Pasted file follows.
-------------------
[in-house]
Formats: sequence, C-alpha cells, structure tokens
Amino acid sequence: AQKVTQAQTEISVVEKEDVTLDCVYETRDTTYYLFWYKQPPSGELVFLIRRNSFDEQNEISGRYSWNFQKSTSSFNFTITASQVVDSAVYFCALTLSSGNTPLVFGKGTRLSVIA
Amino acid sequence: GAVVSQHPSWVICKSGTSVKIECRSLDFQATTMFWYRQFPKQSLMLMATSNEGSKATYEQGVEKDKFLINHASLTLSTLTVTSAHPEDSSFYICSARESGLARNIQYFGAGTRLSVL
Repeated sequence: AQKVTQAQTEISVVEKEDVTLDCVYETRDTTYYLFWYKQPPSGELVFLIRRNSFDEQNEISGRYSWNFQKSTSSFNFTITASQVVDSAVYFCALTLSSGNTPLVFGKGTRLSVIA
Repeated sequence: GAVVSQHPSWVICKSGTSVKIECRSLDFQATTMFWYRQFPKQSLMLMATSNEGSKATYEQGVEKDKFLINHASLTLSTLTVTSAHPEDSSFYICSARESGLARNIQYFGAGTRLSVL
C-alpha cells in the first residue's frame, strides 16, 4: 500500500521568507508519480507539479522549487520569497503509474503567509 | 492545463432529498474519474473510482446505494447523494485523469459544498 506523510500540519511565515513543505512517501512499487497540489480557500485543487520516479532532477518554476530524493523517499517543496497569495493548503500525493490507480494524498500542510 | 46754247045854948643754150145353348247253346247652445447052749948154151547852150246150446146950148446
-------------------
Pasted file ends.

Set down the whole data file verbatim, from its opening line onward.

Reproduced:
[in-house]
Formats: sequence, C-alpha cells, structure tokens
Amino acid sequence: AQKVTQAQTEISVVEKEDVTLDCVYETRDTTYYLFWYKQPPSGELVFLIRRNSFDEQNEISGRYSWNFQKSTSSFNFTITASQVVDSAVYFCALTLSSGNTPLVFGKGTRLSVIA
Amino acid sequence: GAVVSQHPSWVICKSGTSVKIECRSLDFQATTMFWYRQFPKQSLMLMATSNEGSKATYEQGVEKDKFLINHASLTLSTLTVTSAHPEDSSFYICSARESGLARNIQYFGAGTRLSVL
Repeated sequence: AQKVTQAQTEISVVEKEDVTLDCVYETRDTTYYLFWYKQPPSGELVFLIRRNSFDEQNEISGRYSWNFQKSTSSFNFTITASQVVDSAVYFCALTLSSGNTPLVFGKGTRLSVIA
Repeated sequence: GAVVSQHPSWVICKSGTSVKIECRSLDFQATTMFWYRQFPKQSLMLMATSNEGSKATYEQGVEKDKFLINHASLTLSTLTVTSAHPEDSSFYICSARESGLARNIQYFGAGTRLSVL
C-alpha cells in the first residue's frame, strides 16, 4: 500500500521568507508519480507539479522549487520569497503509474503567509 | 492545463432529498474519474473510482446505494447523494485523469459544498 506523510500540519511565515513543505512517501512499487497540489480557500485543487520516479532532477518554476530524493523517499517543496497569495493548503500525493490507480494524498500542510 | 46754247045854948643754150145353348247253346247652445447052749948154151547852150246150446146950148446